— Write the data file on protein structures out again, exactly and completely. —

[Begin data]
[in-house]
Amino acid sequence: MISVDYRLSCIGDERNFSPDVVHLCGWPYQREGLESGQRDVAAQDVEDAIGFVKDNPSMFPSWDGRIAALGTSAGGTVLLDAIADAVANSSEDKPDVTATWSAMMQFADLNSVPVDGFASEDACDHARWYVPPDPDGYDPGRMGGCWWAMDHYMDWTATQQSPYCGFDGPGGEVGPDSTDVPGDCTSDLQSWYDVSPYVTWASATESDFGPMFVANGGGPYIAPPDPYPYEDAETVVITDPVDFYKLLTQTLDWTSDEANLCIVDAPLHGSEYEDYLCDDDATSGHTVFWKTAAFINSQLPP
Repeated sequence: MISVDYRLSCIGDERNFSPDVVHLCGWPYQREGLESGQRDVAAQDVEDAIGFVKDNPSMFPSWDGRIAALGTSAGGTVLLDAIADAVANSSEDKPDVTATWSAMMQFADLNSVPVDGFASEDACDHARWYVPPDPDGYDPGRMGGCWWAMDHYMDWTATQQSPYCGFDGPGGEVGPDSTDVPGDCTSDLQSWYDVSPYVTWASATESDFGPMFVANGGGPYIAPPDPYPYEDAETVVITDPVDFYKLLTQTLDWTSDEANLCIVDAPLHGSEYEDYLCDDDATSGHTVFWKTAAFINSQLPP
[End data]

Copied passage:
[in-house]
Amino acid sequence: MISVDYRLSCIGDERNFSPDVVHLCGWPYQREGLESGQRDVAAQDVEDAIGFVKDNPSMFPSWDGRIAALGTSAGGTVLLDAIADAVANSSEDKPDVTATWSAMMQFADLNSVPVDGFASEDACDHARWYVPPDPDGYDPGRMGGCWWAMDHYMDWTATQQSPYCGFDGPGGEVGPDSTDVPGDCTSDLQSWYDVSPYVTWASATESDFGPMFVANGGGPYIAPPDPYPYEDAETVVITDPVDFYKLLTQTLDWTSDEANLCIVDAPLHGSEYEDYLCDDDATSGHTVFWKTAAFINSQLPP
Repeated sequence: MISVDYRLSCIGDERNFSPDVVHLCGWPYQREGLESGQRDVAAQDVEDAIGFVKDNPSMFPSWDGRIAALGTSAGGTVLLDAIADAVANSSEDKPDVTATWSAMMQFADLNSVPVDGFASEDACDHARWYVPPDPDGYDPGRMGGCWWAMDHYMDWTATQQSPYCGFDGPGGEVGPDSTDVPGDCTSDLQSWYDVSPYVTWASATESDFGPMFVANGGGPYIAPPDPYPYEDAETVVITDPVDFYKLLTQTLDWTSDEANLCIVDAPLHGSEYEDYLCDDDATSGHTVFWKTAAFINSQLPP